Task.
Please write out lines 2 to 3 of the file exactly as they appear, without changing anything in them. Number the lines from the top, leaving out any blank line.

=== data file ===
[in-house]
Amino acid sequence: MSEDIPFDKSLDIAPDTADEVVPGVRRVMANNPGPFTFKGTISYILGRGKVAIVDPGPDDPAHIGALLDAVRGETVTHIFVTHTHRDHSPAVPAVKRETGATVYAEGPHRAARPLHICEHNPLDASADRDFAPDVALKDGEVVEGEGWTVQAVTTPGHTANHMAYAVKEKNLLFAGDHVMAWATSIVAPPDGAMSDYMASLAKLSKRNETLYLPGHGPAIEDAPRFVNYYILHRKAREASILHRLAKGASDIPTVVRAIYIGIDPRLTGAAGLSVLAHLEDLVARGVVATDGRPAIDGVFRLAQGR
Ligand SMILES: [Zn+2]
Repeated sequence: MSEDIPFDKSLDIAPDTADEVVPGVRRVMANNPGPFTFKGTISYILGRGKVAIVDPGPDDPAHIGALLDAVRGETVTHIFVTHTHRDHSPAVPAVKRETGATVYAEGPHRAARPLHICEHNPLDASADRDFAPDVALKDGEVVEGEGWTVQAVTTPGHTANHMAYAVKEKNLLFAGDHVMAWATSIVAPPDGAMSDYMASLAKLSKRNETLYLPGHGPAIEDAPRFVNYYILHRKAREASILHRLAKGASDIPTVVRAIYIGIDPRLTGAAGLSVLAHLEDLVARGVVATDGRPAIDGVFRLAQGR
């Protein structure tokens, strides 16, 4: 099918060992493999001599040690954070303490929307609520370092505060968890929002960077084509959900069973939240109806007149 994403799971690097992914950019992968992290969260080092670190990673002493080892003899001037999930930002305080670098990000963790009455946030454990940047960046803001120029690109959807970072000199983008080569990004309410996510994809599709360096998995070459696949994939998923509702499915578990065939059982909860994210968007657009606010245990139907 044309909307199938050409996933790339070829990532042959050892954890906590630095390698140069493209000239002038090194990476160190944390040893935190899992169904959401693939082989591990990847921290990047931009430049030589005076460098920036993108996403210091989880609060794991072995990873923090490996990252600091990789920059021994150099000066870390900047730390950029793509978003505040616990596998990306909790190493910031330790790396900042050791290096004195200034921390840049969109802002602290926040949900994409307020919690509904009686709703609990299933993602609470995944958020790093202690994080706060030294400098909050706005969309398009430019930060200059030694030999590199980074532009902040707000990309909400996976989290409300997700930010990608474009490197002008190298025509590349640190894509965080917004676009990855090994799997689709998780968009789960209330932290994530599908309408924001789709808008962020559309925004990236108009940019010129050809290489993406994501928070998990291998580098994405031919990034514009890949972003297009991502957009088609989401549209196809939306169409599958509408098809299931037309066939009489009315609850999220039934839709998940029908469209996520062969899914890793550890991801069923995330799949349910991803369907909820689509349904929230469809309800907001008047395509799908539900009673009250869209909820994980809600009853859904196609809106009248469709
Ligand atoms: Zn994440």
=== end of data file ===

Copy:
Amino acid sequence: MSEDIPFDKSLDIAPDTADEVVPGVRRVMANNPGPFTFKGTISYILGRGKVAIVDPGPDDPAHIGALLDAVRGETVTHIFVTHTHRDHSPAVPAVKRETGATVYAEGPHRAARPLHICEHNPLDASADRDFAPDVALKDGEVVEGEGWTVQAVTTPGHTANHMAYAVKEKNLLFAGDHVMAWATSIVAPPDGAMSDYMASLAKLSKRNETLYLPGHGPAIEDAPRFVNYYILHRKAREASILHRLAKGASDIPTVVRAIYIGIDPRLTGAAGLSVLAHLEDLVARGVVATDGRPAIDGVFRLAQGR
Ligand SMILES: [Zn+2]